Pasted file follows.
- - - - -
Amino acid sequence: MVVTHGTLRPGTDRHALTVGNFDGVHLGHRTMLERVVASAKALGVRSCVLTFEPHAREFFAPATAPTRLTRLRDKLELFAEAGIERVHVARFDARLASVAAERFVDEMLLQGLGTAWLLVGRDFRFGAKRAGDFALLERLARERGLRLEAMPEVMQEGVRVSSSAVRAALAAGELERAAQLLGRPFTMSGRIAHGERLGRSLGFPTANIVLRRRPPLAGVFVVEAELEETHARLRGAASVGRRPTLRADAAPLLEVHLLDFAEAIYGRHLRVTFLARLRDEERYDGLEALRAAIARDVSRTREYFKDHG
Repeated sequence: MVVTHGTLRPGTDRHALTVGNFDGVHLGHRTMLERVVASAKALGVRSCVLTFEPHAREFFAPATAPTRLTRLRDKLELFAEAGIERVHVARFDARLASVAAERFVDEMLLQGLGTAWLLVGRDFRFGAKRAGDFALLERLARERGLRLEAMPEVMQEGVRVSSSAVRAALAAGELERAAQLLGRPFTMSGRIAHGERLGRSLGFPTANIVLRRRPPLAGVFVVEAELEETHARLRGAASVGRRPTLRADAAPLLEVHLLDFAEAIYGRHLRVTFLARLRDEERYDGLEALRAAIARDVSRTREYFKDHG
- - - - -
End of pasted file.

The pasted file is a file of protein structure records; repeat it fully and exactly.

Amino acid sequence: MVVTHGTLRPGTDRHALTVGNFDGVHLGHRTMLERVVASAKALGVRSCVLTFEPHAREFFAPATAPTRLTRLRDKLELFAEAGIERVHVARFDARLASVAAERFVDEMLLQGLGTAWLLVGRDFRFGAKRAGDFALLERLARERGLRLEAMPEVMQEGVRVSSSAVRAALAAGELERAAQLLGRPFTMSGRIAHGERLGRSLGFPTANIVLRRRPPLAGVFVVEAELEETHARLRGAASVGRRPTLRADAAPLLEVHLLDFAEAIYGRHLRVTFLARLRDEERYDGLEALRAAIARDVSRTREYFKDHG
Repeated sequence: MVVTHGTLRPGTDRHALTVGNFDGVHLGHRTMLERVVASAKALGVRSCVLTFEPHAREFFAPATAPTRLTRLRDKLELFAEAGIERVHVARFDARLASVAAERFVDEMLLQGLGTAWLLVGRDFRFGAKRAGDFALLERLARERGLRLEAMPEVMQEGVRVSSSAVRAALAAGELERAAQLLGRPFTMSGRIAHGERLGRSLGFPTANIVLRRRPPLAGVFVVEAELEETHARLRGAASVGRRPTLRADAAPLLEVHLLDFAEAIYGRHLRVTFLARLRDEERYDGLEALRAAIARDVSRTREYFKDHG